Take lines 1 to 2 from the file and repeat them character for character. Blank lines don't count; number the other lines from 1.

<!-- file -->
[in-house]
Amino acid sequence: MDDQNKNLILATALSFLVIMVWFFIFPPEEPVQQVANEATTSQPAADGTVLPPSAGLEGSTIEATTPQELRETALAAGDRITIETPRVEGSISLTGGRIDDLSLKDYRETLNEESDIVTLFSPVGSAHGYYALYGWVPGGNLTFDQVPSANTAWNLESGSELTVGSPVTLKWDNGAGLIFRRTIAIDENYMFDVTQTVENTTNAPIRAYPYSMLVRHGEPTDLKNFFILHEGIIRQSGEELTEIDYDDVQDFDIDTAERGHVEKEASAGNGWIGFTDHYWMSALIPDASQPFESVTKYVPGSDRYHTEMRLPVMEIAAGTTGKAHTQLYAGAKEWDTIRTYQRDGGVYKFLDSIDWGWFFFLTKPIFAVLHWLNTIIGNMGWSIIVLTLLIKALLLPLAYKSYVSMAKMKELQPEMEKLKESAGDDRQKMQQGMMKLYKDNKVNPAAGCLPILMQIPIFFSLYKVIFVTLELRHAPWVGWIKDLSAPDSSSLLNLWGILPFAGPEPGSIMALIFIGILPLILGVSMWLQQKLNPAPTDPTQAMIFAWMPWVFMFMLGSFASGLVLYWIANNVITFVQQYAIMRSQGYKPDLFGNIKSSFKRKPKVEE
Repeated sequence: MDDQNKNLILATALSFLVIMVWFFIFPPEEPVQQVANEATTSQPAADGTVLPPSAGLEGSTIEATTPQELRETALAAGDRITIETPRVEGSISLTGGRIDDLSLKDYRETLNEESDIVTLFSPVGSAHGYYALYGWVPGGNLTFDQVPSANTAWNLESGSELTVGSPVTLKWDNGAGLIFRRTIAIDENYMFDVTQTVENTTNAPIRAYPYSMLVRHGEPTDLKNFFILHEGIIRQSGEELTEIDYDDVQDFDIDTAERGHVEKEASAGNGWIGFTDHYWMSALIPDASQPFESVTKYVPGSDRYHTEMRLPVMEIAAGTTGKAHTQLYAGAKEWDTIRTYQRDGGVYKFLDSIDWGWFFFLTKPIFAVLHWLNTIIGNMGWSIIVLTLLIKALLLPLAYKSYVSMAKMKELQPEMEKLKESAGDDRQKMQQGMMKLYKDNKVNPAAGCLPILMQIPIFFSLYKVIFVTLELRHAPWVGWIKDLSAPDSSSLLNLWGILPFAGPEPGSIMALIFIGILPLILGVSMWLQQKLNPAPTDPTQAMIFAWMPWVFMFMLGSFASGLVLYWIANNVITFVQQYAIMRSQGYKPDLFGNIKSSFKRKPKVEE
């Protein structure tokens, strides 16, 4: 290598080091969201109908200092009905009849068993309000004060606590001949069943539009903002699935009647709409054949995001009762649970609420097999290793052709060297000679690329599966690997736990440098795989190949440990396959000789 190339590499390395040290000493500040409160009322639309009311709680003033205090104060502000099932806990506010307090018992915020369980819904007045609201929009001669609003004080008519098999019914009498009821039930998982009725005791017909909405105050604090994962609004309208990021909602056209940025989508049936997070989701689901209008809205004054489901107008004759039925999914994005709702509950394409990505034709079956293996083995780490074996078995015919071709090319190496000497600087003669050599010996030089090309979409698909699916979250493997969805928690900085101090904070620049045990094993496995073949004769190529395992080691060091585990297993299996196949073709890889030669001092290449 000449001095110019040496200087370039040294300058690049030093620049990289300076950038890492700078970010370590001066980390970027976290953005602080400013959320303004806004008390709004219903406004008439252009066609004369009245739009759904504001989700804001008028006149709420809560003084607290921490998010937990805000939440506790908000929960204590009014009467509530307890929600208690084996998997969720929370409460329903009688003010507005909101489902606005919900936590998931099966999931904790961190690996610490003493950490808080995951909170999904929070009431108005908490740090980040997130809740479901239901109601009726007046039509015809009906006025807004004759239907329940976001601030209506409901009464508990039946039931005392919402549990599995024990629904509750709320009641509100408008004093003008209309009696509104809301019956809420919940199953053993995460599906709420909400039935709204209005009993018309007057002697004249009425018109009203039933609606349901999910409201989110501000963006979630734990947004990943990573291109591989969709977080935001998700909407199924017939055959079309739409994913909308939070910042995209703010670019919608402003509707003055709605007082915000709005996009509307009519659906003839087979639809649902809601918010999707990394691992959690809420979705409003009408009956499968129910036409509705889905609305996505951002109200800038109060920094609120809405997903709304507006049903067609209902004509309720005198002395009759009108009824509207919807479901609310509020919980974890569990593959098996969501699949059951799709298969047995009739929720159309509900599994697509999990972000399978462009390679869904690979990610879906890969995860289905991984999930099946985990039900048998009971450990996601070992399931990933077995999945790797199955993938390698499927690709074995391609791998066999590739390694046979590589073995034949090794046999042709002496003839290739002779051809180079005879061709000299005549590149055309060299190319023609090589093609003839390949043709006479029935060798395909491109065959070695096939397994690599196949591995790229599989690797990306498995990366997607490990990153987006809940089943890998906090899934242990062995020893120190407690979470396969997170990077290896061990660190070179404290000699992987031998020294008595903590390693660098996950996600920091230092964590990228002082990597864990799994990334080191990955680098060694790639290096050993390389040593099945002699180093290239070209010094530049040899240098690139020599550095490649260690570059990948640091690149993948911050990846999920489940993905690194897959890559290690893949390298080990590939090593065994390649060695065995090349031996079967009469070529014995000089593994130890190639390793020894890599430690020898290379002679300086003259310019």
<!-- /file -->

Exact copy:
[in-house]
Amino acid sequence: MDDQNKNLILATALSFLVIMVWFFIFPPEEPVQQVANEATTSQPAADGTVLPPSAGLEGSTIEATTPQELRETALAAGDRITIETPRVEGSISLTGGRIDDLSLKDYRETLNEESDIVTLFSPVGSAHGYYALYGWVPGGNLTFDQVPSANTAWNLESGSELTVGSPVTLKWDNGAGLIFRRTIAIDENYMFDVTQTVENTTNAPIRAYPYSMLVRHGEPTDLKNFFILHEGIIRQSGEELTEIDYDDVQDFDIDTAERGHVEKEASAGNGWIGFTDHYWMSALIPDASQPFESVTKYVPGSDRYHTEMRLPVMEIAAGTTGKAHTQLYAGAKEWDTIRTYQRDGGVYKFLDSIDWGWFFFLTKPIFAVLHWLNTIIGNMGWSIIVLTLLIKALLLPLAYKSYVSMAKMKELQPEMEKLKESAGDDRQKMQQGMMKLYKDNKVNPAAGCLPILMQIPIFFSLYKVIFVTLELRHAPWVGWIKDLSAPDSSSLLNLWGILPFAGPEPGSIMALIFIGILPLILGVSMWLQQKLNPAPTDPTQAMIFAWMPWVFMFMLGSFASGLVLYWIANNVITFVQQYAIMRSQGYKPDLFGNIKSSFKRKPKVEE